Jessica Miglio/Warner Bros.

'Doctor Sleep,' Reviewed

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In retrospect, my first mistake was probably re-watching Stanley Kubrick’s The Shining the night before my press screening of Doctor Sleep, Mike Flanagan’s new film adaptation of Stephen King’s follow-up novel. I was explicitly encouraged to by the film’s ad campaign – the tagline is “Dare to go back” – but doing so did little but underscore the fundamental impossibility of Flanagan’s task. Mr. King famously loathed Kubrick’s interpretation of his story, complaining about it to anyone who’d listen, penning a more faithful do-over for television in 1997, then attempting to take back his own narrative when Doctor Sleep was published in 2013.

The problem, of course, is that a great many people other than Stephen King like Stanley Kubrick’s The Shining very much – including, apparently, Mr. Flanagan. And thus he attempts to make both a faithful adaptation of King’s new book and a direct descendant of Kubrick’s film, full of musical lifts, visual quotations, and even reenactments of key moments from the original. But the two works are fundamentally incompatible, and in trying to accomplish both feats, Doctor Sleep does neither one successfully.

In fact, the end result feels like one of those behind-the-scenes stories you occasionally hear about existing scripts that are hastily rewritten into sequels of hot properties (like how the unrelated Simon Says became Die Hard With a Vengeance). The bulk of Doctor Sleep concerns a cult of telepaths, led by “Rose the Hat” (Rebecca Ferguson), who move like travelers, settling into camps and living out of RVs, maintaining their youth by drinking in the “steam” of the young telepaths they murder. They keep the “steam” in canisters, and pop one open whenever one of them is getting a little too mortal.

Warner Bros.

Let’s just come out and say it: though there are some genuinely disturbing sequences in this thread, the "steam thieves" stuff is pretty goofy. It feels, at risk of putting too fine a point on it, like late King, miles removed from the domestic drama, bottled madness, and middle-of-nowhere claustrophobia that made The Shining – both the novel and the movie – so effective. And while it’s always tricky to guess at the tastes of the dearly departed, it seems safe to bet that Kubrick would’ve loathed all of this immortal-supernatural-monster mess, particularly when it veers into Walking Dead territory in the third act (including, swear to God, a shoot-out).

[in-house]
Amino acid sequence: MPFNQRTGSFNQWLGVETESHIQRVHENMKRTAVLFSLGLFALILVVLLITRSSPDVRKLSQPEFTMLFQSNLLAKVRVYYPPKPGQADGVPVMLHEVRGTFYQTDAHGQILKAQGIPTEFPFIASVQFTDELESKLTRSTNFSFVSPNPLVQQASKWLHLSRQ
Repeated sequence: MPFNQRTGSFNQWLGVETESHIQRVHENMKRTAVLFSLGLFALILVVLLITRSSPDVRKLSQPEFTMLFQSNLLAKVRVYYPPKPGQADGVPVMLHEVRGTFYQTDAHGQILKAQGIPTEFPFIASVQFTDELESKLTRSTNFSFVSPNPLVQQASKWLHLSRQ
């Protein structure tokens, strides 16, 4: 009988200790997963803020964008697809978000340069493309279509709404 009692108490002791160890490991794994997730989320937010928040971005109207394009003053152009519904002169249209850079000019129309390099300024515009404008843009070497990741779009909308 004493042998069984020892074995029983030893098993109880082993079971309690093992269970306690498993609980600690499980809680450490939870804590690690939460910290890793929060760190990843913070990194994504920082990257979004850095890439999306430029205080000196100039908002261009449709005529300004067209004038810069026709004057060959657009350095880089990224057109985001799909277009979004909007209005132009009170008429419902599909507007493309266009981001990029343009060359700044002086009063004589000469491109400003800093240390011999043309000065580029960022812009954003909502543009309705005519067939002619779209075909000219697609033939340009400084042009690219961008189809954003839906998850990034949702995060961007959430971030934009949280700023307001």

So how does all this tie into The Shining? Well, you see, we’re also following little Danny Torrance; after an ill-conceived early section, set in the immediate aftermath of The Shining, we meet up with adult “Dan” (played, reasonably well, by Ewan McGregor), who has turned into an alcoholic, dirtbag drifter. He eventually settles down, finds a job, gets clean, and goes to meetings. A few years later, he develops a psychic connection with Abra Stone (Kyliegh Curran, very good), whose “shine” is strong enough to attract the attention of Rose and her crew.

All of this leads, by what could politely be described as strained plotting, to a climax at the old Overlook. Throughout the picture, Flanagan freely quotes from Kubrick, from shot composition to props to even a job interview scene staged exactly like the job interview from The Shining, down to the tiny flag and nameplate on the desk. It’s impressive, I guess, but why is it there? (The best I can guess is so we can all nudge each other and whisper, “That’s just like in the original.”) But all of those little flourishes are a mere warm-up for the climax, in which characters wander through the Overlook for no clearer purpose than to allow Flanagan to quote-tweet iconic moments, and we can all nod in recognition and remember, yep, that sure was something in the original. There’s sadly little daylight between this sequence and the Shining stretch of the loathsome Ready Player One; the only difference is that at least RPO acknowledges that it's cosplay.

The two scenes in genuine conversation with the original movie – one at an AA meeting, one at the Overlook – make it crushingly clear how inherently irreconcilable these narratives are. We’ve suddenly shifted into a completely different movie, and watching Flanagan attempt to pivot between them is like sitting on the sofa, trying to watch TV while your partner is channel surfing.

"Doctor Sleep" is out tomorrow.